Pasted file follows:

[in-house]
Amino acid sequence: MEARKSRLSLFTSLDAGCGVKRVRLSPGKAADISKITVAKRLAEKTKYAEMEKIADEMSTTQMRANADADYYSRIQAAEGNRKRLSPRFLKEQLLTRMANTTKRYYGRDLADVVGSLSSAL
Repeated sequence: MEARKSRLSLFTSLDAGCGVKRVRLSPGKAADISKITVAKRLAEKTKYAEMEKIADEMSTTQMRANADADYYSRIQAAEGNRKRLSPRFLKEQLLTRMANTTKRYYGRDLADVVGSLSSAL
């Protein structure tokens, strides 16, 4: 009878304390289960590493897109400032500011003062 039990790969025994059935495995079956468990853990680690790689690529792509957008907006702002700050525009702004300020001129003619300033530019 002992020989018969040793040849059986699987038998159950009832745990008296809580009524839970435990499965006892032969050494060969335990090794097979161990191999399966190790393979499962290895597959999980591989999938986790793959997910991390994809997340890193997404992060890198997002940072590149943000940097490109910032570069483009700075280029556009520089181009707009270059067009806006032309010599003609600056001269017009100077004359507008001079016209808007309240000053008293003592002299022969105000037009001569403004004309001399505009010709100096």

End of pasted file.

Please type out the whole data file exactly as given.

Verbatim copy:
[in-house]
Amino acid sequence: MEARKSRLSLFTSLDAGCGVKRVRLSPGKAADISKITVAKRLAEKTKYAEMEKIADEMSTTQMRANADADYYSRIQAAEGNRKRLSPRFLKEQLLTRMANTTKRYYGRDLADVVGSLSSAL
Repeated sequence: MEARKSRLSLFTSLDAGCGVKRVRLSPGKAADISKITVAKRLAEKTKYAEMEKIADEMSTTQMRANADADYYSRIQAAEGNRKRLSPRFLKEQLLTRMANTTKRYYGRDLADVVGSLSSAL
């Protein structure tokens, strides 16, 4: 009878304390289960590493897109400032500011003062 039990790969025994059935495995079956468990853990680690790689690529792509957008907006702002700050525009702004300020001129003619300033530019 002992020989018969040793040849059986699987038998159950009832745990008296809580009524839970435990499965006892032969050494060969335990090794097979161990191999399966190790393979499962290895597959999980591989999938986790793959997910991390994809997340890193997404992060890198997002940072590149943000940097490109910032570069483009700075280029556009520089181009707009270059067009806006032309010599003609600056001269017009100077004359507008001079016209808007309240000053008293003592002299022969105000037009001569403004004309001399505009010709100096």